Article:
Dispersal propensity and settling preferences of European corn borers in maize field borders.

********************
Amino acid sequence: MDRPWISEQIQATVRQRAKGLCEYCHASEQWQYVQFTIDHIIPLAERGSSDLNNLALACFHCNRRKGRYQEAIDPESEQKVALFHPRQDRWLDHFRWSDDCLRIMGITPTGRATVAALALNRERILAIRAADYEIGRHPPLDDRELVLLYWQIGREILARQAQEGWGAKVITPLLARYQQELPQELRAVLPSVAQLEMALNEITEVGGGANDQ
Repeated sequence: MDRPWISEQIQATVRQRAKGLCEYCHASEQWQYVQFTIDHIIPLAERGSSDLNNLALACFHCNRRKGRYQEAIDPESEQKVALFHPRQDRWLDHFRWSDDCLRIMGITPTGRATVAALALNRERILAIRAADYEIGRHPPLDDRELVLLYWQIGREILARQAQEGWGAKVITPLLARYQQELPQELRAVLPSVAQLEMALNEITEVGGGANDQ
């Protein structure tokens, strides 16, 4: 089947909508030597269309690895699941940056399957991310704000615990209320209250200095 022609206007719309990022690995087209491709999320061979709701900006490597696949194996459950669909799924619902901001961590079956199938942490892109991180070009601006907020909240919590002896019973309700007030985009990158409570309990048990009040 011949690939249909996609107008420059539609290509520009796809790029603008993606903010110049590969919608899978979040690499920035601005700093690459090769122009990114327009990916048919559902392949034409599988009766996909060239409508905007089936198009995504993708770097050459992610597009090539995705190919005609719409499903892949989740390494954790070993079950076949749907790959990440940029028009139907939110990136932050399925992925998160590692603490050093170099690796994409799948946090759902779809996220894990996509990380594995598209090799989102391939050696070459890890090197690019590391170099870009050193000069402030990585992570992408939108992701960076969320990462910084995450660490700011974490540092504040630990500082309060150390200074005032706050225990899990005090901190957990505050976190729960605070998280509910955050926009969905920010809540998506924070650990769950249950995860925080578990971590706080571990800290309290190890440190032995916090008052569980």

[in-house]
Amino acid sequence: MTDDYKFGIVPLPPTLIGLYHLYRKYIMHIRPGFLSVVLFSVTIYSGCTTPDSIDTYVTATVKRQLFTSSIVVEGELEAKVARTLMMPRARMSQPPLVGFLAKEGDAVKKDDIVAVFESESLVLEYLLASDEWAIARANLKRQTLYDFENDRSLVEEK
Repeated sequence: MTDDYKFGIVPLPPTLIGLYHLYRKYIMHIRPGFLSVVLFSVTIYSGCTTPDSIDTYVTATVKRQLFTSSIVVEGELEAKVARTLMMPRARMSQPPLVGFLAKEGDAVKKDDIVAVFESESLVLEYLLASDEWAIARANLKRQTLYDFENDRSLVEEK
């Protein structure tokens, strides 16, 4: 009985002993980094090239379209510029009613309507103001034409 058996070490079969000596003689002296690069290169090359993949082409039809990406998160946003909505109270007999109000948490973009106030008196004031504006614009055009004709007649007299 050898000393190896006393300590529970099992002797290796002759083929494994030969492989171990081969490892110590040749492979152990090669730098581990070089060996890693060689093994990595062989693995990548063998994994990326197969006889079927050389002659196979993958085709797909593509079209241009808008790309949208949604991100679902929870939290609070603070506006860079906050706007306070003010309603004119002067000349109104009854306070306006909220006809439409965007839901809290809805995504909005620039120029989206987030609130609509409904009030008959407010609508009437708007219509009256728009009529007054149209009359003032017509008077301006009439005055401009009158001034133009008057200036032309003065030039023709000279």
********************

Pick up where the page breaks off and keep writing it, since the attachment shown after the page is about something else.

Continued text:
Bacillus thuringiensis (Bt) crops kill pest larvae but have led to resistance evolution in several target pests. The high dose-refuge (HDR) strategy aimed at delaying Bt resistance evolution depends on dispersal patterns of target pests. Examination of adult dispersal of the European maize borer Ostrinia nubilalis (ECB), the main target of Bt maize, can help to improve resistance management. Estimated recapture rates over 20 mark-release-recapture sessions in herbaceous field borders, where ECB adults rest during the day and mate at night, were used to examine the influence of sex, release period and site on ECB dispersal. Data from an additional 30 sessions were used to test the influence of night temperature, humidity, dew index and wind speed. Average recaptures within 50 m of release were lower 12 h after night (7.7%) than 12 h after day (34.5%) releases, did not differ between sexes, and decreased during nights with higher temperatures and lower wind speed. Local habitat had a major influence on dispersal. The number of unmarked adults caught initially in a given section of field border was strongly correlated with those subsequently captured in the same section, suggesting that moths flying in from the surroundings consistently settle in the same preferred spots. Moreover, recapture rates of marked adults were positively correlated with the prior density of unmarked adults in the release section. The spatial distribution of recaptured moths around the release point suggests that they moved on a very local scale, while those not recaptured probably left the area by a different, long-range type of dispersal. A proportion of European maize borer adults typically remained within a few metres of their initial location for approximately 12 h. This should favour non-random mating early in the flight season when nights are cold, population mixture is low and most individuals are unmated. Non-random mating can accelerate the evolution of resistance, but this effect may be offset by non-random oviposition. Our findings suggest that the intensity and direction of dispersal could be manipulated by field border management. Our data on the range and prevalence of short-range dispersal and the factors influencing this process, support the view that resistance evolution is multifactorial. Our results can be used to parameterize multifactorial models from which specific management recommendations can be formulated.